A walkthrough of the key aspects of MAF - internal mobile automation API over Appium providing access to multiple devices on iOS and Android at runtime is described. The article covers some generic information about the Appium automation service, a personal challenge in the production environment (alongside the adopted solution) and a step-by-step tutorial covering the API installation and configuration.
The main downside of Appium is that it is not currently designed to support multithreaded sessions, meaning that you cannot run the same tests on multiple devices at the same time.
Currently benefitting from the advantage of cross-platform functionality, a feature was developed for running the test cases concurrently on different physical devices.
The API is based on an abstract architecture consisting of a Client class with three main composition classes: TouchGestures, ElementValidation and ElementLogging, where each interaction class is connected to a Driver class that links the logic to the device.
To implement this solution three main aspects must be covered:
Driver class - a manager responsible for handling different connections between devices and the actual clients
Common utilities specific to any mobile automation projects
Gestures - a class handling different screen interactions on both iOS and Android devices like tap a UI element on screen, double tap, swipe, pinch
Logger - a class responsible for getting UI-related information such as button id/accessibility identifier, element tree log or the location of an element on the device screen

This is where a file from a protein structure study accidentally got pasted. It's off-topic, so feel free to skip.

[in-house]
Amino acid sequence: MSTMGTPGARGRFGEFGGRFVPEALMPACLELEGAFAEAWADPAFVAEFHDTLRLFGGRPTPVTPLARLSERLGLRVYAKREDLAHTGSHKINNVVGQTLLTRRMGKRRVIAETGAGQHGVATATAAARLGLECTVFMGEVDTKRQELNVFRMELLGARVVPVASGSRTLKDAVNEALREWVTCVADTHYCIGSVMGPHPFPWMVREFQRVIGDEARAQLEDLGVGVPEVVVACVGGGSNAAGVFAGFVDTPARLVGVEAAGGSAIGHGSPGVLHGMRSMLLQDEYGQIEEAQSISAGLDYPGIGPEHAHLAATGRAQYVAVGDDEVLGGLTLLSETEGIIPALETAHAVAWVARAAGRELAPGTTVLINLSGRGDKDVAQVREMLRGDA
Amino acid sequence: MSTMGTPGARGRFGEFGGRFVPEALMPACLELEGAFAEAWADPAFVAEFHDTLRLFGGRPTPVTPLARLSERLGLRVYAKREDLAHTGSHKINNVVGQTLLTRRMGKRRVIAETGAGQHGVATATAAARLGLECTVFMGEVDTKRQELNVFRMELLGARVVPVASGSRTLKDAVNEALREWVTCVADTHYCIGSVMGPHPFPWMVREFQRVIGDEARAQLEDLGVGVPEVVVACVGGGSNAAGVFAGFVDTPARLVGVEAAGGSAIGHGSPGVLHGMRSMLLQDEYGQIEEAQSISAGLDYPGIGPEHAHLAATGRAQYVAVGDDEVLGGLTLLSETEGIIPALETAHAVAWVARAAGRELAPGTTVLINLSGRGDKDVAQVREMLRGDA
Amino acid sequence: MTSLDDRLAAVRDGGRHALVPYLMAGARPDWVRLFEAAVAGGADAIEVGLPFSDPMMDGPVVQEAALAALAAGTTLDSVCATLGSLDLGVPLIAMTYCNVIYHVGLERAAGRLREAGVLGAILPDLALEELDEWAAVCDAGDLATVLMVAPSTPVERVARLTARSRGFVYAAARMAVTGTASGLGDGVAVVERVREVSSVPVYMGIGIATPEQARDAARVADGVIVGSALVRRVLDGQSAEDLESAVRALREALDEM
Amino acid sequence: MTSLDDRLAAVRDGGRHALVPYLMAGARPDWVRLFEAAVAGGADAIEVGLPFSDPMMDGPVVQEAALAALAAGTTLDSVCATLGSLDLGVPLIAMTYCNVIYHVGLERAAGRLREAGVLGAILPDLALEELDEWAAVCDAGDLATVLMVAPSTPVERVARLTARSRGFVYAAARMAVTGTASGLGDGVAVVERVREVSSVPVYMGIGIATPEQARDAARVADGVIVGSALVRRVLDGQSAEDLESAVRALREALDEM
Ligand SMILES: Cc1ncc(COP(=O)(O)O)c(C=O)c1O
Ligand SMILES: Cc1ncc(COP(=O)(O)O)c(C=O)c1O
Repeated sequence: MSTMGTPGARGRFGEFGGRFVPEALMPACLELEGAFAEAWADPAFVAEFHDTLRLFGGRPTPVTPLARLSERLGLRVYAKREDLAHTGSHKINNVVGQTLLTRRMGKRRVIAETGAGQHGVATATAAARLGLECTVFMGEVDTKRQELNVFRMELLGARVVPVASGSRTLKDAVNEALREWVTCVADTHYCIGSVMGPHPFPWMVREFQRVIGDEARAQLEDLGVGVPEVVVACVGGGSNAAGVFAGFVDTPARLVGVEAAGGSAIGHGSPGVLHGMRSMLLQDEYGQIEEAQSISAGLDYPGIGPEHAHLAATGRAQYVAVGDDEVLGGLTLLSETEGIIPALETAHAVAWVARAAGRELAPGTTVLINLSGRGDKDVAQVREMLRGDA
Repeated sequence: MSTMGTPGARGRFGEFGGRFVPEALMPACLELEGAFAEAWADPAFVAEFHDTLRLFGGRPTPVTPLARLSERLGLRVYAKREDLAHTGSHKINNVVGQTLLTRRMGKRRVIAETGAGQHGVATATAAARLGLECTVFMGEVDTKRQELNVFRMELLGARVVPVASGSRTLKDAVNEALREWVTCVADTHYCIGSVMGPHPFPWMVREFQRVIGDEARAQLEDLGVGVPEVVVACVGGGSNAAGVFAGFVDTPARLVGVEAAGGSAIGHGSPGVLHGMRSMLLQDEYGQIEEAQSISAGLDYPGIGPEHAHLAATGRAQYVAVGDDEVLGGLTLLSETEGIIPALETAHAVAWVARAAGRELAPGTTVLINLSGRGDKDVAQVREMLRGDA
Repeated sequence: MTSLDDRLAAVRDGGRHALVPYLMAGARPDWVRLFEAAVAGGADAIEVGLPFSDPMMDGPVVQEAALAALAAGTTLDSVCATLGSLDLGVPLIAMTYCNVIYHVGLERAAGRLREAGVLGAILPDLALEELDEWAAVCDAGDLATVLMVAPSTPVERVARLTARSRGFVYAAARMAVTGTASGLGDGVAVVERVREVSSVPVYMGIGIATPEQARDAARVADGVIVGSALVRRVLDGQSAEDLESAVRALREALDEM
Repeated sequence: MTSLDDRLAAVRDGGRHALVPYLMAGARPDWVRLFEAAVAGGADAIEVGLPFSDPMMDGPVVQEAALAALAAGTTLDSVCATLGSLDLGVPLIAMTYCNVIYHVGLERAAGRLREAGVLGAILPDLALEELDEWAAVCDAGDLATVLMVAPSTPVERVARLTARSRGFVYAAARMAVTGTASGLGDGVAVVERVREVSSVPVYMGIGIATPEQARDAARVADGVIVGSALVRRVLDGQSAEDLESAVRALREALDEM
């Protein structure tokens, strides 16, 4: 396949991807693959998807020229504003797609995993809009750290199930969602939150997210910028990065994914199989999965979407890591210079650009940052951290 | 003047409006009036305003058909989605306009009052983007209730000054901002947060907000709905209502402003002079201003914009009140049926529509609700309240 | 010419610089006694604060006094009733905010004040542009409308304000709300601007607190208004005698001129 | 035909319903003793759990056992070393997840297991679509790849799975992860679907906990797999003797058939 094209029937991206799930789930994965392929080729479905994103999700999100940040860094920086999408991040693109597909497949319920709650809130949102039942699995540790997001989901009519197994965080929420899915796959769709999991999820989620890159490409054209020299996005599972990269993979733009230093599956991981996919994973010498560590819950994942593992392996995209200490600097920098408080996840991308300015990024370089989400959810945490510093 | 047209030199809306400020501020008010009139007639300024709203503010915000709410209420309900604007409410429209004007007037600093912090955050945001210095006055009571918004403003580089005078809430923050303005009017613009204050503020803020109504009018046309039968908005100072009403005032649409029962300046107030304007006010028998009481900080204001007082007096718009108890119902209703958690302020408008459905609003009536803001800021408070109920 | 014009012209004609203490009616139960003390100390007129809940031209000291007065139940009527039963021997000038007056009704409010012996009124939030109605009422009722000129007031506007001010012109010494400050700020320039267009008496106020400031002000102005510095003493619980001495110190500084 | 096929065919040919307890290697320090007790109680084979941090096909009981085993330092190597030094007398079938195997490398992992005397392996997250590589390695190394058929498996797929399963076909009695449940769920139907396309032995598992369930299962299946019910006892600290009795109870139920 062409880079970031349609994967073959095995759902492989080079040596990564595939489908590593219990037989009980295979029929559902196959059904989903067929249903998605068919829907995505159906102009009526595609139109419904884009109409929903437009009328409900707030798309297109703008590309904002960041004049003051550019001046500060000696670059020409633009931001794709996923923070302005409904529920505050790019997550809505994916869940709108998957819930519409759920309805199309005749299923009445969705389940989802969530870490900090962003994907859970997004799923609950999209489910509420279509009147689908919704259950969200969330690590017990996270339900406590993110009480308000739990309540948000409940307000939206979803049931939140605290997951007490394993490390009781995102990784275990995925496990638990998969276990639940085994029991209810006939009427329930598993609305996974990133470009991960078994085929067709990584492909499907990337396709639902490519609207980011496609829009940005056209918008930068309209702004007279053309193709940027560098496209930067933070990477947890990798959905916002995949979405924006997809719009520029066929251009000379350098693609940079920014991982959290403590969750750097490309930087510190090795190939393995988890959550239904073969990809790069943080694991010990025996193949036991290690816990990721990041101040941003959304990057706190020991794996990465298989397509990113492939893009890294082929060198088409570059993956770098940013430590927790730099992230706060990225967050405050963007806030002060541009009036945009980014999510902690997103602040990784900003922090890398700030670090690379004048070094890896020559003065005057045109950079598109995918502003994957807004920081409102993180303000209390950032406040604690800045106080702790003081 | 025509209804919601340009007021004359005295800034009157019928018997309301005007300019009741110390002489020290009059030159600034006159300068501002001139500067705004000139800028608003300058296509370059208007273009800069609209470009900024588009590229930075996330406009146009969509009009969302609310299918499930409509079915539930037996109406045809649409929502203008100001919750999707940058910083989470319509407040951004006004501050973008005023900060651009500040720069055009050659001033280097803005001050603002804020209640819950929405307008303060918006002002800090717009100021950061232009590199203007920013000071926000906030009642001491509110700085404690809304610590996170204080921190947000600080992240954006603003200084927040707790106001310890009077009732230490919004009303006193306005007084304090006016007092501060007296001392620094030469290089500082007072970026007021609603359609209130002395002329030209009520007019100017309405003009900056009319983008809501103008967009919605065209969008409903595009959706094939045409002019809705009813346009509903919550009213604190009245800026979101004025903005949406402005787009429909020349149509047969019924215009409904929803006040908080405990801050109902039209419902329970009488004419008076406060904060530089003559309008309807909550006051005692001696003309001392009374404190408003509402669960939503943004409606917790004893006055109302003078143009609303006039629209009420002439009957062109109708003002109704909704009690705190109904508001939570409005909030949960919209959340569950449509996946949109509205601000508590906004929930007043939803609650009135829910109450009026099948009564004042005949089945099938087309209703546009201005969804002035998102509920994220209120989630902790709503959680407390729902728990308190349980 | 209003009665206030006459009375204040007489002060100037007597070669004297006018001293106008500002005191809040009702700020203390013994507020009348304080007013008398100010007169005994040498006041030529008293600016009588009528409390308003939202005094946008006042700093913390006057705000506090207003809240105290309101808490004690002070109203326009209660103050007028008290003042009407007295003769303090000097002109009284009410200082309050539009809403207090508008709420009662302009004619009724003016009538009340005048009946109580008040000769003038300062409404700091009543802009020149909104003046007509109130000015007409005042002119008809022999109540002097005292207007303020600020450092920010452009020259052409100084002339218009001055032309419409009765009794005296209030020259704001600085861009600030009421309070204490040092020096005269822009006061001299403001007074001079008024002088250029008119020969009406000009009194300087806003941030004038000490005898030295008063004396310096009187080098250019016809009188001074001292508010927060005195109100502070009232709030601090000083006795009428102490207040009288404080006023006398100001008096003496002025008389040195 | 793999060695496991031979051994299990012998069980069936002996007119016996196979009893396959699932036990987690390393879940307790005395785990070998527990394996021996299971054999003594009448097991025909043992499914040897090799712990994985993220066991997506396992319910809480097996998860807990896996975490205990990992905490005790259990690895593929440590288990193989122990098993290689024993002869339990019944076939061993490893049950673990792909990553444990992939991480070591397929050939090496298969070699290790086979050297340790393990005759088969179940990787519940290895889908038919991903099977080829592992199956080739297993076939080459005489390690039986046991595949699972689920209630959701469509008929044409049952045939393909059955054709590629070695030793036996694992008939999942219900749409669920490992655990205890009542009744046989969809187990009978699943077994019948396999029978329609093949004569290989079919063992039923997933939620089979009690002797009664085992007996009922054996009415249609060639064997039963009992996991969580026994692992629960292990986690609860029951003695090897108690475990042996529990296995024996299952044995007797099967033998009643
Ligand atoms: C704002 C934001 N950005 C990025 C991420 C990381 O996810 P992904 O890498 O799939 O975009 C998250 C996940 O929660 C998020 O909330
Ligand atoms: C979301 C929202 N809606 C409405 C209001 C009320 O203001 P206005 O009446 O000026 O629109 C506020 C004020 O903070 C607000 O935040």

This section covers some aspects related to the installation and configuration of the API, the key actions that MAF API provides, leading up to a short presentation about the implementation of the tests. The current version supports automation on two platforms (Android and iOS) and it can be executed on Mac OS.
Initial setup - Make sure the initial setup contains the following requirements
Appium Version: 1.6.3
Mac OS: El Capitan
iPhone OS >= 10.0
Appium installation - is required so please find the complete guide here
libimobiledevice: consider the latest released version
ios-deploy: used for installing iOS applications of a physical device
carthage: brew install carthage
brew uninstall libimobiledevice && brew install --HEAD ibimobiledevice
brew install ios-deploy
iOS related - the Xcode WebDriverAgent needs to be configured with some valid provisioning profiles. Since iOS 10, this project (application) acts as a bridge between your test cases and the actual application on the device.
Once the environment configuration is done, it is time to implement the tests specification. Usually, while using Appium, the first thing to do is to start the server through an external UI. To skip this step an API that handles these actions was developed.
appium_instance_ios = AppiumServer() appium_instance_android = AppiumServer() appium_instance_ios.start(port=9000) appium-python-client appium_instance_android.start(port=8000)
This code snippet is the perfect example for showing how to make use of the same test on two different devices. The AppiumServer class represents the Python implementation of the Appium server API. Going further, an iOS instance and an Android instance is created, both of them calling the same start() method. The key point for running the test simultaneously on two devices is represented by the port parameter. In this case, for iOS, port:9000 is used, while, for Android, port :8000 is used.